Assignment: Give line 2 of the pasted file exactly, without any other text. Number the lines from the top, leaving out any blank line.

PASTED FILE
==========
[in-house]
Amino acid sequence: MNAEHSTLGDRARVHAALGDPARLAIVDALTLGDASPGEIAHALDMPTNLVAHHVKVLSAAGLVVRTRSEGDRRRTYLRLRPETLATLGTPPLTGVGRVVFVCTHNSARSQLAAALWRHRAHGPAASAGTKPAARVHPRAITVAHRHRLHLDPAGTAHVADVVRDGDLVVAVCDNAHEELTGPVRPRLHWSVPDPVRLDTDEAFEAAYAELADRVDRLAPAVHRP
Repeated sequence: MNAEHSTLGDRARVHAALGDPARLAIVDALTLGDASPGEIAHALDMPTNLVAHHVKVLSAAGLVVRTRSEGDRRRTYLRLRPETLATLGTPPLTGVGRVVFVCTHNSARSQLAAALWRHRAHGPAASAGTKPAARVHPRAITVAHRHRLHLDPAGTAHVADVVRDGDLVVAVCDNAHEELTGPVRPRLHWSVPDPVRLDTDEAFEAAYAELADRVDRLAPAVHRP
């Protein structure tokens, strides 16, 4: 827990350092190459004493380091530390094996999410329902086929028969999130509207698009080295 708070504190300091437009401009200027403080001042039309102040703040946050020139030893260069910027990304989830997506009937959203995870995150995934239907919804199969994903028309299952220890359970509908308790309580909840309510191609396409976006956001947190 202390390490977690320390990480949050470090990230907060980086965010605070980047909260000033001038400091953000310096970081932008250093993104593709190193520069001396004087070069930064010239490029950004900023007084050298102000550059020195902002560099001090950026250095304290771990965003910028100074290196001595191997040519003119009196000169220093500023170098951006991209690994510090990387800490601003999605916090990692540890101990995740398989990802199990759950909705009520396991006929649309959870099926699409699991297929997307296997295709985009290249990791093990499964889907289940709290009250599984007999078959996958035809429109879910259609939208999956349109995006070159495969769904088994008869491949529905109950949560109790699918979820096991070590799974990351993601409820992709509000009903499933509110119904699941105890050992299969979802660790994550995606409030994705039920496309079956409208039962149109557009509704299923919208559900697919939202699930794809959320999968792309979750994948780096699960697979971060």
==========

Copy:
Amino acid sequence: MNAEHSTLGDRARVHAALGDPARLAIVDALTLGDASPGEIAHALDMPTNLVAHHVKVLSAAGLVVRTRSEGDRRRTYLRLRPETLATLGTPPLTGVGRVVFVCTHNSARSQLAAALWRHRAHGPAASAGTKPAARVHPRAITVAHRHRLHLDPAGTAHVADVVRDGDLVVAVCDNAHEELTGPVRPRLHWSVPDPVRLDTDEAFEAAYAELADRVDRLAPAVHRP